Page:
Completed at Supermarine’s assembly plant at Chattis Hill in Hampshire in early March 1942, Spitfire VB BP873 made its first flight on the 7th of that month before embarking in the SS Empire Heath merchant vessel bound for Gibraltar in early April 1942. By the middle of the month BP873 had arrived in Malta, the strategically important Mediterranean island that had been under siege by Axis forces since the summer of 1940.
In June 1942, BP873 was allocated to the newly formed No 1435 Sqn RAF, a day fighter unit based at Luqa, and the only RAF flying squadron ever to be allocated a four-digit number. Given the code “V-Y” — V denoting the squadron and Y the Spitfire’s individual identity — BP873 became one of the regular mounts of Flt Sgt Allan Scott, who arrived on the island having flown a Spitfire off HMS Eagle in July 1942.
Scott was soon thrown into the thick of the action over Malta, and by the end of October 1942 had accounted for five enemy aircraft destroyed, including an Italian Savoia-Marchetti S.79 Sparviero bomber and four Messerschmitt Bf 109s, in addition to several claims for a number of other “probables”. Spitfire BP873 fared less well, however, and was damaged beyond repair after a forced landing at Takali following combat with enemy fighters on October 16, 1942.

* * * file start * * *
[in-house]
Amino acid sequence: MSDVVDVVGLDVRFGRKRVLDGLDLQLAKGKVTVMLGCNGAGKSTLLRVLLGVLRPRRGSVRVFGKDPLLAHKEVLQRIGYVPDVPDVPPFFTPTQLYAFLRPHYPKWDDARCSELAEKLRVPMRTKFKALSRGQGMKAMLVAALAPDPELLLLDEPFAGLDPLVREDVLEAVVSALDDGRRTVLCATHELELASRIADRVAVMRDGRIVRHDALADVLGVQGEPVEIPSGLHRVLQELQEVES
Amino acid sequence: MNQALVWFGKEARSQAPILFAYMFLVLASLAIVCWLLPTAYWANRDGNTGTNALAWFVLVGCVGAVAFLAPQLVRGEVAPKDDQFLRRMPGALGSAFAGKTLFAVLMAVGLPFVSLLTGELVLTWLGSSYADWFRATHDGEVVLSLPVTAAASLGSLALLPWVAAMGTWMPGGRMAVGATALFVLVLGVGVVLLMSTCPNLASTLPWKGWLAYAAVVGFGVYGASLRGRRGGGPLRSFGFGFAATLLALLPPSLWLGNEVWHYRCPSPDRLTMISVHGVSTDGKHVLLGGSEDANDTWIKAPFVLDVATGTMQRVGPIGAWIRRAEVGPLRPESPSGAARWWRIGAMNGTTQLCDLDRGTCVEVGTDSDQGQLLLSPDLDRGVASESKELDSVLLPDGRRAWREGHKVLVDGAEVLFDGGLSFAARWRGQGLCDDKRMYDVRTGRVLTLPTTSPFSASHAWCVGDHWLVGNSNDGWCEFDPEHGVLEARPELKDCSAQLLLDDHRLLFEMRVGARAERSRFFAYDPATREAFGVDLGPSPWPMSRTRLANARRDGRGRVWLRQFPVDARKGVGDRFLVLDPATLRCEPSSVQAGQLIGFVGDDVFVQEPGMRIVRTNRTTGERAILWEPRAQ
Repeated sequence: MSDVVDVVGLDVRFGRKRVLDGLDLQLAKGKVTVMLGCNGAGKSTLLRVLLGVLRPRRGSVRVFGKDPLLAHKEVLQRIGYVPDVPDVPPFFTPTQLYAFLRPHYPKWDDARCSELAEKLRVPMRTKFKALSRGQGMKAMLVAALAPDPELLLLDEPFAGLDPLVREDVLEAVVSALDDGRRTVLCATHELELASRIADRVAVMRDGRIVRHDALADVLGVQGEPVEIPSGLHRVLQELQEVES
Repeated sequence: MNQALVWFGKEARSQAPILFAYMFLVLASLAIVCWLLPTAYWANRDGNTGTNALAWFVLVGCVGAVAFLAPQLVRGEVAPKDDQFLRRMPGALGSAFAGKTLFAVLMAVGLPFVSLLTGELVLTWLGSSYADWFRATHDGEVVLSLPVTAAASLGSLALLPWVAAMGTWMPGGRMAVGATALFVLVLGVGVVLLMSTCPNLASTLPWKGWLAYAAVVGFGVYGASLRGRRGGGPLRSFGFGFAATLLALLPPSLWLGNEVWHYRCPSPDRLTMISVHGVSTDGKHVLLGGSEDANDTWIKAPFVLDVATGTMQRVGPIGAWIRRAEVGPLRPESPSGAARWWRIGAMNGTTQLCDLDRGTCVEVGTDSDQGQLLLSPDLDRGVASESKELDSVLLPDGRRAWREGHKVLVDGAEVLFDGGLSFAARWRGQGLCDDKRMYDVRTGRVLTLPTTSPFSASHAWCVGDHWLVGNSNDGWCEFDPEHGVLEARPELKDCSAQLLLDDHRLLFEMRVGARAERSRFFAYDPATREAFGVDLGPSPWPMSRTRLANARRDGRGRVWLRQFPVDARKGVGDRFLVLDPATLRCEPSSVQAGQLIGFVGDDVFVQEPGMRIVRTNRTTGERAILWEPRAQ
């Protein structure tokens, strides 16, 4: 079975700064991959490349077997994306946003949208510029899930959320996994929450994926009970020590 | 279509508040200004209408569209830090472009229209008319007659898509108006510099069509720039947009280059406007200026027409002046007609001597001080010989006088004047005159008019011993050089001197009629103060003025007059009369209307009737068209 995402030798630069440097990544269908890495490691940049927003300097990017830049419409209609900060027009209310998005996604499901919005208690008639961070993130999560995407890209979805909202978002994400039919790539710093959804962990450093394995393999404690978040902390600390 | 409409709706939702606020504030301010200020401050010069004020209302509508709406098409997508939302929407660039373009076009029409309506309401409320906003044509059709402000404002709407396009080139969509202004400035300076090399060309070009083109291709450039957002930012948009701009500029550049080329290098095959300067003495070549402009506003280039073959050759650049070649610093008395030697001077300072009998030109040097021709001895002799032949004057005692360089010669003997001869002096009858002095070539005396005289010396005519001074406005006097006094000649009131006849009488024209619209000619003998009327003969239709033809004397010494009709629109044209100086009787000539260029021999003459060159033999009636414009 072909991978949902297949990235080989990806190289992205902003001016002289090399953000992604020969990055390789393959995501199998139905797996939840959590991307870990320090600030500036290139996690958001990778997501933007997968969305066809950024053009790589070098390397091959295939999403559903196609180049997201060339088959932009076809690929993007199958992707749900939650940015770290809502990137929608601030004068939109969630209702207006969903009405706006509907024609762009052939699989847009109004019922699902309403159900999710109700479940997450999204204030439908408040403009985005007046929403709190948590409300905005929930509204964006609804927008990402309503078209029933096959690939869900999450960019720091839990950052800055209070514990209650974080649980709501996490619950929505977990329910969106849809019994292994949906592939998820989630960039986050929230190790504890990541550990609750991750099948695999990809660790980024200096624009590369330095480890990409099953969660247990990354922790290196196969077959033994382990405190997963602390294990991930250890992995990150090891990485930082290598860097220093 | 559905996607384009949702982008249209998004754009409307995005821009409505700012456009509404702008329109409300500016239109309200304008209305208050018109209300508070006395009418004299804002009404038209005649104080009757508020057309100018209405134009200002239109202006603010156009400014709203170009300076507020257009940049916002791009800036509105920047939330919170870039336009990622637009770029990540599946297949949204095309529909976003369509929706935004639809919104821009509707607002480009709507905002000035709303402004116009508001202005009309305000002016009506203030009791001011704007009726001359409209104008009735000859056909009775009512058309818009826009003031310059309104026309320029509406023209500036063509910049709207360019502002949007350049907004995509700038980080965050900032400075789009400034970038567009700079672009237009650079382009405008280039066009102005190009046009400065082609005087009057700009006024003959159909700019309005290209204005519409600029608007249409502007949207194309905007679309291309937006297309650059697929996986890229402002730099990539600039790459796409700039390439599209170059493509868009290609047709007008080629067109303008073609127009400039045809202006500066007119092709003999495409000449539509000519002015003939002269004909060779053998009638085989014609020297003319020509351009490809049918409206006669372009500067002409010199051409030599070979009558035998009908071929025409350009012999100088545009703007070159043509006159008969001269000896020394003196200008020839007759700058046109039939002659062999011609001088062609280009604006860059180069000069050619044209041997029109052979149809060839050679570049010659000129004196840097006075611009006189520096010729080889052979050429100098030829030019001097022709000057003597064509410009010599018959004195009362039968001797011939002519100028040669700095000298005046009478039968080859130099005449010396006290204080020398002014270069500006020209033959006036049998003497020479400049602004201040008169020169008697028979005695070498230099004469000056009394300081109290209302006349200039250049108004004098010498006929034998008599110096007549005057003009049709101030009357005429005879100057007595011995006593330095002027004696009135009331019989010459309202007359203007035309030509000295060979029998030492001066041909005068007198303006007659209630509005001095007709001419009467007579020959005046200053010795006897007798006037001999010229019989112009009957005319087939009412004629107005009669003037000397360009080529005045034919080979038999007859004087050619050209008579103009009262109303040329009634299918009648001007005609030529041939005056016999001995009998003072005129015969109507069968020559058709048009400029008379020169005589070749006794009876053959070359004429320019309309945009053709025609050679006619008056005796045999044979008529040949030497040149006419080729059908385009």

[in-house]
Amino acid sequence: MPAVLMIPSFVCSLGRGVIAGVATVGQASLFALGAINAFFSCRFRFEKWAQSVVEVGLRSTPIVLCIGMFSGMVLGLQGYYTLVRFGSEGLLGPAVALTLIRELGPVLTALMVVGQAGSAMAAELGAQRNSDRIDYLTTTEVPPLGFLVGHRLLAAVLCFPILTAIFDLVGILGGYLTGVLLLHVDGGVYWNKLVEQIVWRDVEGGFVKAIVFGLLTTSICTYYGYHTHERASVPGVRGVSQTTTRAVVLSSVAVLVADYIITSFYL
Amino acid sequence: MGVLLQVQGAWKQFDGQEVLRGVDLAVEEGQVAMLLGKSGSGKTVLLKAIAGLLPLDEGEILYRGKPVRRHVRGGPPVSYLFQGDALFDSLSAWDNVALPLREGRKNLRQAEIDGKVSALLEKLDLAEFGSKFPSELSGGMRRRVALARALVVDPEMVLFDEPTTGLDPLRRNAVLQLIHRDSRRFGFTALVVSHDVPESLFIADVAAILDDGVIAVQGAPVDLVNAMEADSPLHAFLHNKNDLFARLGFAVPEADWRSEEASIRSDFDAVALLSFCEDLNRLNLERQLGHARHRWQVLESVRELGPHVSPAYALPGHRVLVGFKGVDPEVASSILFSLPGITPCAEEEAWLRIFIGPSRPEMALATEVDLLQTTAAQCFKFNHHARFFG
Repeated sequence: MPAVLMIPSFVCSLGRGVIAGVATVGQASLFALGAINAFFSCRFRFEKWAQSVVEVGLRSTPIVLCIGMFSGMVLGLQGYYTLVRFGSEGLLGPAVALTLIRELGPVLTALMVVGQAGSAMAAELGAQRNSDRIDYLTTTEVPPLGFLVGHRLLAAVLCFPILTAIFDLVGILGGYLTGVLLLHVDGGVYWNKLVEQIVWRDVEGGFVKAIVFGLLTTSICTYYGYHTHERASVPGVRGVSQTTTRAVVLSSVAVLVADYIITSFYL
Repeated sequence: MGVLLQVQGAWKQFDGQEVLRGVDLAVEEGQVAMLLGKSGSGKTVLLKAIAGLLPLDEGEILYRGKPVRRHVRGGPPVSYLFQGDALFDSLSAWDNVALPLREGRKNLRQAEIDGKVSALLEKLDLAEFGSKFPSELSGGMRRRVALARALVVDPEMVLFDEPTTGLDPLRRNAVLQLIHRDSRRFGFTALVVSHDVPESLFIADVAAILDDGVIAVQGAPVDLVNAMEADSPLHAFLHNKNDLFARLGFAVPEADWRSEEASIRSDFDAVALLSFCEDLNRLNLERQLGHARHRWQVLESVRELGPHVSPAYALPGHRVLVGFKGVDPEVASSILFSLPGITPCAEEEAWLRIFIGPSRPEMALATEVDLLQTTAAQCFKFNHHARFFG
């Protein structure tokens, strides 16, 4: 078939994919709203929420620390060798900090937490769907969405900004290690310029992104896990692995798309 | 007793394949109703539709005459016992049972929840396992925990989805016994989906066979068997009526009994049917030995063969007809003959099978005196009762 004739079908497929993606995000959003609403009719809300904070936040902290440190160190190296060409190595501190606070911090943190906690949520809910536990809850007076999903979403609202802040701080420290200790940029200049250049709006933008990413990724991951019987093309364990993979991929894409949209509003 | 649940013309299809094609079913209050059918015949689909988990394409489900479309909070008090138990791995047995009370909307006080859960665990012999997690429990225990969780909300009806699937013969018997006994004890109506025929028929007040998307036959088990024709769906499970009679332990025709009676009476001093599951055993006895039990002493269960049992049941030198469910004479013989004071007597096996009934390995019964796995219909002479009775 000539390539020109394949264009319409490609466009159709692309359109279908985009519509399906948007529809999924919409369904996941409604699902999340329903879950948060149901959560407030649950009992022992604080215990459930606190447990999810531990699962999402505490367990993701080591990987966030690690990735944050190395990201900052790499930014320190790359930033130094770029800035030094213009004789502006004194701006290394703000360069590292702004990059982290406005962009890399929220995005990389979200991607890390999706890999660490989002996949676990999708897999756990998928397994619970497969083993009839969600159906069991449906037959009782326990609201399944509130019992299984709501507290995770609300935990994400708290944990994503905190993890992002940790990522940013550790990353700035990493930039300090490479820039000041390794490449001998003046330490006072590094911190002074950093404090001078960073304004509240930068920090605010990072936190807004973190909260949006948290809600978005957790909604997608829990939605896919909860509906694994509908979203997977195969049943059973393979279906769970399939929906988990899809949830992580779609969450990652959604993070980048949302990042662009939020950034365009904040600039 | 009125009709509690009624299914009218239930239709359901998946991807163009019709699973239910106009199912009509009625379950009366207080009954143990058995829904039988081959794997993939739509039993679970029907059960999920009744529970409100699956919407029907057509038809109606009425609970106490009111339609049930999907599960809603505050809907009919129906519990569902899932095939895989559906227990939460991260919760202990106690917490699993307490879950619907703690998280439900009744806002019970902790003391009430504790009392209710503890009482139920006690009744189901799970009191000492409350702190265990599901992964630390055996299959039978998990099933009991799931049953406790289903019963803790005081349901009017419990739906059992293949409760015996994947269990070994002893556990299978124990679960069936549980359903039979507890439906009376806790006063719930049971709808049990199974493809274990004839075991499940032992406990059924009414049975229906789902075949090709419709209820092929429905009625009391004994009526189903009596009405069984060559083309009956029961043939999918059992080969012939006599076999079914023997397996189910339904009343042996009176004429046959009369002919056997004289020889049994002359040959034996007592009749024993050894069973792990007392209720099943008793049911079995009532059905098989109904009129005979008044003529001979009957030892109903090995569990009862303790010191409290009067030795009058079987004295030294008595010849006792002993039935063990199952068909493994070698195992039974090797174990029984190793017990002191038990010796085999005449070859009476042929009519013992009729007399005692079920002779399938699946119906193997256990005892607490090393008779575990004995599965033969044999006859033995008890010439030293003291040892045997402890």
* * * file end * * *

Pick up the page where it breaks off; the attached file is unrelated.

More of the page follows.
Scott was awarded a Distinguished Flying Medal for his service in Malta, the citation concluding that he had “exhibited the greatest courage and determination to engage the enemy”. Returning from the Mediterranean at the end of 1942, he went on to become an instructor at a fighter training unit and flew Mustangs on bomber-escort and ground-attack sorties in 1944, later becoming a maintenance unit test pilot, transport pilot and air traffic controller until his retirement from the RAF in 1976. Allan Scott died in September 2020, but not before being reunited with his favourite type, the Spitfire, flying in a two-seat version for the celebration of the RAF’s centenary in 2018.
This beautifully finished 1/22-scale hand-carved model wooden is hand painted in the colours it wore while on strength with No 1435 Sqn on Malta, including the unit codes “V-Y” and fitted with the distinctive Vokes “chin”-mounted filter adopted by Spitfires in the Mediterranean theatre.
The inscription on the base reads:
Supermarine Spitfire VB (Trop) BP873
Flt Sgt Allan Scott DFM
No 1435 Sqn RAF
Malta, October 1942